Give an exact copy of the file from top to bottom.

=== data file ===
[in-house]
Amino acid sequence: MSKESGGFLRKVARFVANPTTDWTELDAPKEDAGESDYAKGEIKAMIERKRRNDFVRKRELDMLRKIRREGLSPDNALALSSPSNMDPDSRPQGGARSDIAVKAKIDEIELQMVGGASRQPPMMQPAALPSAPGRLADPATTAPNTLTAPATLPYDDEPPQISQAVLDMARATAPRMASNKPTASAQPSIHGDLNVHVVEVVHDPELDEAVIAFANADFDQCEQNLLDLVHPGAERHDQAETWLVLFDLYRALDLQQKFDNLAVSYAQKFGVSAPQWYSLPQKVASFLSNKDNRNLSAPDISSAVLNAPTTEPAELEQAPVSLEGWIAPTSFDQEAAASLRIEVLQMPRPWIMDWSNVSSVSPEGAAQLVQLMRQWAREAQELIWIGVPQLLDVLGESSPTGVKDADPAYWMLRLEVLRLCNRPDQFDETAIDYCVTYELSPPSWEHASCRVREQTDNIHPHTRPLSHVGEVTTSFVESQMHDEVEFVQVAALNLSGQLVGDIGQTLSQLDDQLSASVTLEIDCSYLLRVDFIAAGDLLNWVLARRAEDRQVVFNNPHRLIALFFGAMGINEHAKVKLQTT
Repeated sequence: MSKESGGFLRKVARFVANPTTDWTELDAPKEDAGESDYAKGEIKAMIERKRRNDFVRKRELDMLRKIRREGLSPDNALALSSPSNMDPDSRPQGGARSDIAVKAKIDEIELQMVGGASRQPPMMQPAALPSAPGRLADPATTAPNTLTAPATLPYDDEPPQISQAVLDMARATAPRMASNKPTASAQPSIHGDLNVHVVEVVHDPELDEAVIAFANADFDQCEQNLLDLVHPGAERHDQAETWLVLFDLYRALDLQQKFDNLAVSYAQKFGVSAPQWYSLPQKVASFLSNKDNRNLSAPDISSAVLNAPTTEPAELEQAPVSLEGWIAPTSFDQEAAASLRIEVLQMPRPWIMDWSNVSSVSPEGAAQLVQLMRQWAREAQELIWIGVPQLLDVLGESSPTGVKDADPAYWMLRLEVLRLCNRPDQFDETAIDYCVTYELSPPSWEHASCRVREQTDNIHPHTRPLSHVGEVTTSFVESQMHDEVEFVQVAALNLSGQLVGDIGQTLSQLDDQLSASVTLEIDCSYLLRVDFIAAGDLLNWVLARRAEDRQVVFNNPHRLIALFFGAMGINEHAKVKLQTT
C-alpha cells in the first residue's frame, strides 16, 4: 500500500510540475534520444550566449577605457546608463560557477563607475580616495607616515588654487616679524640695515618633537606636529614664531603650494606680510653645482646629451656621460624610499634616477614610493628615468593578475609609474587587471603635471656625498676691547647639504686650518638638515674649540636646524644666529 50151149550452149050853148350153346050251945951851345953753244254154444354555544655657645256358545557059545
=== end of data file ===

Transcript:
[in-house]
Amino acid sequence: MSKESGGFLRKVARFVANPTTDWTELDAPKEDAGESDYAKGEIKAMIERKRRNDFVRKRELDMLRKIRREGLSPDNALALSSPSNMDPDSRPQGGARSDIAVKAKIDEIELQMVGGASRQPPMMQPAALPSAPGRLADPATTAPNTLTAPATLPYDDEPPQISQAVLDMARATAPRMASNKPTASAQPSIHGDLNVHVVEVVHDPELDEAVIAFANADFDQCEQNLLDLVHPGAERHDQAETWLVLFDLYRALDLQQKFDNLAVSYAQKFGVSAPQWYSLPQKVASFLSNKDNRNLSAPDISSAVLNAPTTEPAELEQAPVSLEGWIAPTSFDQEAAASLRIEVLQMPRPWIMDWSNVSSVSPEGAAQLVQLMRQWAREAQELIWIGVPQLLDVLGESSPTGVKDADPAYWMLRLEVLRLCNRPDQFDETAIDYCVTYELSPPSWEHASCRVREQTDNIHPHTRPLSHVGEVTTSFVESQMHDEVEFVQVAALNLSGQLVGDIGQTLSQLDDQLSASVTLEIDCSYLLRVDFIAAGDLLNWVLARRAEDRQVVFNNPHRLIALFFGAMGINEHAKVKLQTT
Repeated sequence: MSKESGGFLRKVARFVANPTTDWTELDAPKEDAGESDYAKGEIKAMIERKRRNDFVRKRELDMLRKIRREGLSPDNALALSSPSNMDPDSRPQGGARSDIAVKAKIDEIELQMVGGASRQPPMMQPAALPSAPGRLADPATTAPNTLTAPATLPYDDEPPQISQAVLDMARATAPRMASNKPTASAQPSIHGDLNVHVVEVVHDPELDEAVIAFANADFDQCEQNLLDLVHPGAERHDQAETWLVLFDLYRALDLQQKFDNLAVSYAQKFGVSAPQWYSLPQKVASFLSNKDNRNLSAPDISSAVLNAPTTEPAELEQAPVSLEGWIAPTSFDQEAAASLRIEVLQMPRPWIMDWSNVSSVSPEGAAQLVQLMRQWAREAQELIWIGVPQLLDVLGESSPTGVKDADPAYWMLRLEVLRLCNRPDQFDETAIDYCVTYELSPPSWEHASCRVREQTDNIHPHTRPLSHVGEVTTSFVESQMHDEVEFVQVAALNLSGQLVGDIGQTLSQLDDQLSASVTLEIDCSYLLRVDFIAAGDLLNWVLARRAEDRQVVFNNPHRLIALFFGAMGINEHAKVKLQTT
C-alpha cells in the first residue's frame, strides 16, 4: 500500500510540475534520444550566449577605457546608463560557477563607475580616495607616515588654487616679524640695515618633537606636529614664531603650494606680510653645482646629451656621460624610499634616477614610493628615468593578475609609474587587471603635471656625498676691547647639504686650518638638515674649540636646524644666529 50151149550452149050853148350153346050251945951851345953753244254154444354555544655657645256358545557059545